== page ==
Tango's Ultimate Hot Rod House

Members Login
Post Info TOPIC: GM cs130 info


Mod

Status: Offline
Posts: 1322
Date:
GM cs130 info


CS Series / 4-terminal Alternators

These days, the more common arrangement on CS series alternators is to find four terminals on the voltage regulator, plus the alternator output terminal, and possibly a dedicated grounding terminal (for an actual total of 5 or 6 terminals). These alternators can be wired with anything from 2 to 6 wires, as we shall see (see why I avoid using terms like "2-wire alternator", as it actually tells us almost nothing!)

Terminals

IMG_6640m_400.jpg

This is a CS-130 alternator with 4 terminals at the voltage regulator (the black plastic housing labelled "Wiring Terminals" in this pic) plus the alternator output terminal (labelled "BAT" on this model).

 
IMG_6635m_400.jpg

On these later-model alternators, the voltage regulator terminals are pins rather than spade terminals.

As such, you can't just use standard electrical connectors - you need the matching plug - see the section on plugs below.

 
IMG_6643m_400.jpg

On this model, the terminals are labelled P, L, F, and S.

Other models will also have four pins in a similar arrangement, but they may be labelled P, L, I, S.

The functions of the terminals are as follows:

Terminal Label

Delco-Remy Name

Function

Connects to:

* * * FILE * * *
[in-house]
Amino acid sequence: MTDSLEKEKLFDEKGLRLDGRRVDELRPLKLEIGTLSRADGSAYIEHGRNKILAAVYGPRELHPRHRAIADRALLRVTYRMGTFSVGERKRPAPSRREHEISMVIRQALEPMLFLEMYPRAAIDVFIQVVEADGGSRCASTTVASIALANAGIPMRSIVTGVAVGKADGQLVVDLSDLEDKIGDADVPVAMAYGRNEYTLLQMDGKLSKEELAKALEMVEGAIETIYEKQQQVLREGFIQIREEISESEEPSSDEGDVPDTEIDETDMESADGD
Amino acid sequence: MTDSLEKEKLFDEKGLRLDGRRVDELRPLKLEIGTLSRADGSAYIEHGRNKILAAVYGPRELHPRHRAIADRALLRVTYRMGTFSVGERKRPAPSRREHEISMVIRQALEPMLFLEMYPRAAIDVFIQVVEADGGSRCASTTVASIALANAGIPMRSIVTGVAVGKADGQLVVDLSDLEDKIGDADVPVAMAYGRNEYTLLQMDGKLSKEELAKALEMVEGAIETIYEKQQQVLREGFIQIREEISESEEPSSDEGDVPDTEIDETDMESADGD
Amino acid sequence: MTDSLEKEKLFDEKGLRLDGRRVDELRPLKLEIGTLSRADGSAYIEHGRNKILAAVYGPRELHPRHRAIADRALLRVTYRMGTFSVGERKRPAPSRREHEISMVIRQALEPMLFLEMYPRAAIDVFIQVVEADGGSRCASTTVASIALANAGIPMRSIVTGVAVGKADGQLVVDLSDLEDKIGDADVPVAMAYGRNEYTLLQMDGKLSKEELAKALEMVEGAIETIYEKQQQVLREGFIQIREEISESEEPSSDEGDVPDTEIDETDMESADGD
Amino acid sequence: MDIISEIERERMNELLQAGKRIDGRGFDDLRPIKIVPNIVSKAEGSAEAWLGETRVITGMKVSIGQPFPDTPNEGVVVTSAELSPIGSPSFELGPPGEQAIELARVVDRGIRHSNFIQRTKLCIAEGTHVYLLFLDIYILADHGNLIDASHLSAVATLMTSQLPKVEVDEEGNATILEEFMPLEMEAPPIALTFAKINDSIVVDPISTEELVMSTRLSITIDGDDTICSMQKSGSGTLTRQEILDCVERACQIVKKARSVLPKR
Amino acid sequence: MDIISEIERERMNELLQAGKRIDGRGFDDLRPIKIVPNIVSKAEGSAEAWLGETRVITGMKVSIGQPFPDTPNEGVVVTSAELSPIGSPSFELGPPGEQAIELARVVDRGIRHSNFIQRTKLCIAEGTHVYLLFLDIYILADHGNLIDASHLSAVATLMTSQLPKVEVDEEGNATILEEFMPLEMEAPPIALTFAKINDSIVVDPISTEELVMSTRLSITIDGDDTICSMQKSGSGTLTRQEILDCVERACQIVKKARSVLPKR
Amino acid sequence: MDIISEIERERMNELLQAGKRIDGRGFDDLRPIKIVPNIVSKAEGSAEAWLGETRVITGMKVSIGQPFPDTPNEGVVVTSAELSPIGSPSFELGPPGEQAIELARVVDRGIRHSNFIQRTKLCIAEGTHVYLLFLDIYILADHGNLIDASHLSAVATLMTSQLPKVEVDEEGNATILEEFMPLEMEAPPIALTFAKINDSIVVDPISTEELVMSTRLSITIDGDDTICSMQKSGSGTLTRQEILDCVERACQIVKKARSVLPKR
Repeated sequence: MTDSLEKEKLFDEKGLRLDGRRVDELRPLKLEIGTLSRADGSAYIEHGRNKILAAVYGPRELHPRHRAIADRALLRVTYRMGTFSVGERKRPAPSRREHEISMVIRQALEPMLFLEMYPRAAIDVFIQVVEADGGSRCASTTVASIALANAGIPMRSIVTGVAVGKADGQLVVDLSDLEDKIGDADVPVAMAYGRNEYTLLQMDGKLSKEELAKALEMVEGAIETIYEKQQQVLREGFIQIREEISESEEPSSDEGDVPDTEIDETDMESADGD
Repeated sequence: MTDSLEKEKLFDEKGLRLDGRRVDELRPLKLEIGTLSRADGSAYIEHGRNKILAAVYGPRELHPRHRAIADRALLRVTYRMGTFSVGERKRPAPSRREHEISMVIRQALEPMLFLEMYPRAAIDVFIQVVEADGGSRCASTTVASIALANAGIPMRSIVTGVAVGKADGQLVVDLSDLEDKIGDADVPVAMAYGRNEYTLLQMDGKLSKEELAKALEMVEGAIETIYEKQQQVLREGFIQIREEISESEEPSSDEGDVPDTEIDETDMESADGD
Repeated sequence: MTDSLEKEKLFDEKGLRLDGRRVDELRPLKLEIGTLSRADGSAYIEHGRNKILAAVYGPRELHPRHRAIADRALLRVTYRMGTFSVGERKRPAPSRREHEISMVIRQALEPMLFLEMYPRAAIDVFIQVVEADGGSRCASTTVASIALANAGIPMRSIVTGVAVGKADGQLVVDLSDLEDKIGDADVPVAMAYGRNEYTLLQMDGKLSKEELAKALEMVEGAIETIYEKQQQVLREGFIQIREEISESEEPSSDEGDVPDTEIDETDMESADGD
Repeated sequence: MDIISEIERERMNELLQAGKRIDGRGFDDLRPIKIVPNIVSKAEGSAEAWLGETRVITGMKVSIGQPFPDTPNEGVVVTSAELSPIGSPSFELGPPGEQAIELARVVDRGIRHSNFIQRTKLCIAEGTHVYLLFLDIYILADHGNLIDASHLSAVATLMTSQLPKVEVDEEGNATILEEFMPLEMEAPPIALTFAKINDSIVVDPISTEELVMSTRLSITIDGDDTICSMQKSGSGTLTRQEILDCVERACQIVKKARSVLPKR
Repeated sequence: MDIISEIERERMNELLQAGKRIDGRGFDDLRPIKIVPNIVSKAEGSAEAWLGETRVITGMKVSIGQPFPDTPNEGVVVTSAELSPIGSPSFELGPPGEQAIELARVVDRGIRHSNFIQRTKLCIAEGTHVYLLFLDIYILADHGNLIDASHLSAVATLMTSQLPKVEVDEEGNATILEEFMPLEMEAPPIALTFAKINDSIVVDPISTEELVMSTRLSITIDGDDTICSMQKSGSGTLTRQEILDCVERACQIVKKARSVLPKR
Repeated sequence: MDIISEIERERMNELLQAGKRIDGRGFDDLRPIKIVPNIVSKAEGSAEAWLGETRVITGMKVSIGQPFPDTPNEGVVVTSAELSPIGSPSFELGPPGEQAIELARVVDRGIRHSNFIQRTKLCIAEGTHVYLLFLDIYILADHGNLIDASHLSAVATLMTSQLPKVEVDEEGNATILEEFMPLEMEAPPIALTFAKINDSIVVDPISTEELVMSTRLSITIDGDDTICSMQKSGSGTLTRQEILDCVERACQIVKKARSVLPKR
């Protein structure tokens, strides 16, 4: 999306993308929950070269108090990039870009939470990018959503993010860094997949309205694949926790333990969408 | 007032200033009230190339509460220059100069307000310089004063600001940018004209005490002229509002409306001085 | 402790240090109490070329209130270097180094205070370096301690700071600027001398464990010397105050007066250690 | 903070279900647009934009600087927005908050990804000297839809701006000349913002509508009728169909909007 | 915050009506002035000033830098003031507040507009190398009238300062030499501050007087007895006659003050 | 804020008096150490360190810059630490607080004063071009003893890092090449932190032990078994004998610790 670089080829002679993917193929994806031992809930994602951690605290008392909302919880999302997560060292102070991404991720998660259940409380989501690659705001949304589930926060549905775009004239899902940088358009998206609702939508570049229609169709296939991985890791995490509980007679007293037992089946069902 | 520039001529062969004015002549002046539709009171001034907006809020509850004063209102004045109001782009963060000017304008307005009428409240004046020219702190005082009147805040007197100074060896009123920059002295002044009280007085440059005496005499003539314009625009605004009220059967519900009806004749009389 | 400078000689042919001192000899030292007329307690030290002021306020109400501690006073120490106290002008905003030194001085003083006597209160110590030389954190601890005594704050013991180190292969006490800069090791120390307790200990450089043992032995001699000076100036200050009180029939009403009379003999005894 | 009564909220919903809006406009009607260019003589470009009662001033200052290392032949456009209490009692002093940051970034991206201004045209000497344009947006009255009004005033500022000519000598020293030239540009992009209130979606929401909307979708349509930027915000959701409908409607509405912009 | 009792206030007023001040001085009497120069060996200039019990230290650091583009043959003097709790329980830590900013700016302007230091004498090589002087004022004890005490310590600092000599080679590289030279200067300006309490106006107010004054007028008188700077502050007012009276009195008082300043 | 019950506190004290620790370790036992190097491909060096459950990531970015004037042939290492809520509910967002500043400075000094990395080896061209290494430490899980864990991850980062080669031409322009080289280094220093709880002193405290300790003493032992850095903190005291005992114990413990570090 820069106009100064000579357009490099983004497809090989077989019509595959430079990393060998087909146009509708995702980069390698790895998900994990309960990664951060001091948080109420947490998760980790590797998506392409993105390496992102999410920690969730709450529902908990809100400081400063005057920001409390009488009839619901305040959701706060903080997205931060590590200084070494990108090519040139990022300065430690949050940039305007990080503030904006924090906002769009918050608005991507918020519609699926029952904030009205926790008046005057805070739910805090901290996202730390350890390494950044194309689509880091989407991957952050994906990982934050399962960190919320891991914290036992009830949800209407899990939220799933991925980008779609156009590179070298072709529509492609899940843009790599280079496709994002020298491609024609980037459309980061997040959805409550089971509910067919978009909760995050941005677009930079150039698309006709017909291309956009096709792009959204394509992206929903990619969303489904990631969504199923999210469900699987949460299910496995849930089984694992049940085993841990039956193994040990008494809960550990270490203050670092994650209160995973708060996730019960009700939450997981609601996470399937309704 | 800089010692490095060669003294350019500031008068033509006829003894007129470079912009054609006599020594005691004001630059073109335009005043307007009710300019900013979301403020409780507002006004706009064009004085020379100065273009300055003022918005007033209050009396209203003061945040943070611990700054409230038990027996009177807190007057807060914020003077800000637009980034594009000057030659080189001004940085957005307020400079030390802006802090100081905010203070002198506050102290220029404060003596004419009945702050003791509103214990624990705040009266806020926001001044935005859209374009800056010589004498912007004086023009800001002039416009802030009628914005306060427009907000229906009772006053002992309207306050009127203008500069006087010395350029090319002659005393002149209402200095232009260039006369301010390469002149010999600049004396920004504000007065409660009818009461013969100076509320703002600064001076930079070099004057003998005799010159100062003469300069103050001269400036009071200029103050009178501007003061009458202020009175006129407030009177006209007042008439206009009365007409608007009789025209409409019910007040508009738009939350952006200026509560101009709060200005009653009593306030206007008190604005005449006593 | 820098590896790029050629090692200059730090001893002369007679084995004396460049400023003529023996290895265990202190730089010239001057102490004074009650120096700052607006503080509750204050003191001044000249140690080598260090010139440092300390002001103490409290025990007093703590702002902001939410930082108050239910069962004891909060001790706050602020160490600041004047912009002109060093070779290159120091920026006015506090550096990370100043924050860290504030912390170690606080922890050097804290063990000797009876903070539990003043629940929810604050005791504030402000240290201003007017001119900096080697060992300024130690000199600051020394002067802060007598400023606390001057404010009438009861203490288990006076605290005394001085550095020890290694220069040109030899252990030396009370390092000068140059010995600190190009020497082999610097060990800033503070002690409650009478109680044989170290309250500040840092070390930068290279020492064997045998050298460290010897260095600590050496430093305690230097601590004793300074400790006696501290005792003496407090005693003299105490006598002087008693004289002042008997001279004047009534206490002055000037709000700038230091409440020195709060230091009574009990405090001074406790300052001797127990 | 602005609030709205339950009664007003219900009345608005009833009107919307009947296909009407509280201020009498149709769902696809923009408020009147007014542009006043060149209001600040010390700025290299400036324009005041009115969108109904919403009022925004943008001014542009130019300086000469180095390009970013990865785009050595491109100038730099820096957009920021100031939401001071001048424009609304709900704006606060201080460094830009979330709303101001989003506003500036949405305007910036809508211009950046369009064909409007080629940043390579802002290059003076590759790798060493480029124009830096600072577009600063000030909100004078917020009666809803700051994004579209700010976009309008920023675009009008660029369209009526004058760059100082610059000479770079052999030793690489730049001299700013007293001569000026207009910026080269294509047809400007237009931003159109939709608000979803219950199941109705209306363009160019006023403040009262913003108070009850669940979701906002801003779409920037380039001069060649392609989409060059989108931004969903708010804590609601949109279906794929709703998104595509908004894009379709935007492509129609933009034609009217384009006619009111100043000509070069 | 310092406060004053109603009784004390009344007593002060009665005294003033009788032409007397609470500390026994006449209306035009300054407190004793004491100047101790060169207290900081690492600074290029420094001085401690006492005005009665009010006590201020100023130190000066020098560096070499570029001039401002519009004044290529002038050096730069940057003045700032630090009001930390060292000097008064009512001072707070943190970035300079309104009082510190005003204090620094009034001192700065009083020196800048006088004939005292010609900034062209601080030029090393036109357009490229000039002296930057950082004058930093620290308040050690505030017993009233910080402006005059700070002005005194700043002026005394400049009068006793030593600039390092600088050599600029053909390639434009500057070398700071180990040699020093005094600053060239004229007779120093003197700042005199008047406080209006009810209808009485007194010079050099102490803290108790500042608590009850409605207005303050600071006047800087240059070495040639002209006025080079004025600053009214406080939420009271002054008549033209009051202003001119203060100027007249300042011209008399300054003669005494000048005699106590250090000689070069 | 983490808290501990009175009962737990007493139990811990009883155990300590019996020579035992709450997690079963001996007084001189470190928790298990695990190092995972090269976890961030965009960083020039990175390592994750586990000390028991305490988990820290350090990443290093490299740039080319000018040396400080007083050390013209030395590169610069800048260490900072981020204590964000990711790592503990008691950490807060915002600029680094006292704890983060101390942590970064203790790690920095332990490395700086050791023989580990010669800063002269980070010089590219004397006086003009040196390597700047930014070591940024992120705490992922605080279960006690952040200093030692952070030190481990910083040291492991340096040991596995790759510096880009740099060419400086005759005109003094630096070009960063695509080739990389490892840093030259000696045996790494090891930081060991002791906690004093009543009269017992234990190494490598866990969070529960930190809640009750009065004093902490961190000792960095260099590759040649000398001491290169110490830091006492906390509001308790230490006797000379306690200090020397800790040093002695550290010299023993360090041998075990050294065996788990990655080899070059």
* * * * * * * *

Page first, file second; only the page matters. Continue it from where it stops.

Notes

P

Phase (Relay)

Drives external device

Electric Tachometer or hour meter. (optional)

The "P" terminal is connected to the stator, and may be connected externally to drive a tachometer, hourmeter, or other device. Optional.

L

Indicator Lamp

Warning Lamp

Alt warning lamp

 

F

External Field Monitor

Used to externally monitor the rotor’s magnetic field.

External Device (optional)

The "F" terminal is connected internally to field positive, and may be used for diagnostics.

I

Ignition

Field Current Supply

Switched Ignition 12v+ (excitor wire)

Used to excite alternator, with or without a resistor between switch and terminal “I”, either a) in absence of an alternator warning lamp in the vehicle or b) as a backup (redundant) method of exciting the alternator.

S

Remote Sense

Voltage Sensing

Main Power Distribution Terminal

The "S" terminal may be connected externally to a voltage, such as the main power distribution point, to sense the voltage to be controlled.

B or Bat

Output Terminal

Alternator Output

Battery / Main Power Distribution

 

Notes: -

  • Alternator will have either an “F” terminal or an “I” terminal, but not both.
  • If the alternator has an “F” terminal (i.e. no "I" terminal):
    • It must be excited by the L terminal.
    • When exciting via the L terminal, there must be some resistance in the circuit (bulb and/or resistor) or a short circuit will be created.
    • If no alternator warning lamp is desired, a 50 Ohm resistor is used.
    • If an alternator warning lamp is used, a resistor should still be used, in parallel with the lamp. This is so that the bulb burning out does not prevent current flow and therefore alternator excitation. The resistor should be equivalent to a 3-4 watt bulb. Using Ohms law, we can use the Electrical Wheel of Doom from Part 1 to calculate the required value of the resistor as R = V^2 / Watts. In this case R = (14v*14v) / 4W = 49 Ohms. So a 50 Ohm resistor will do.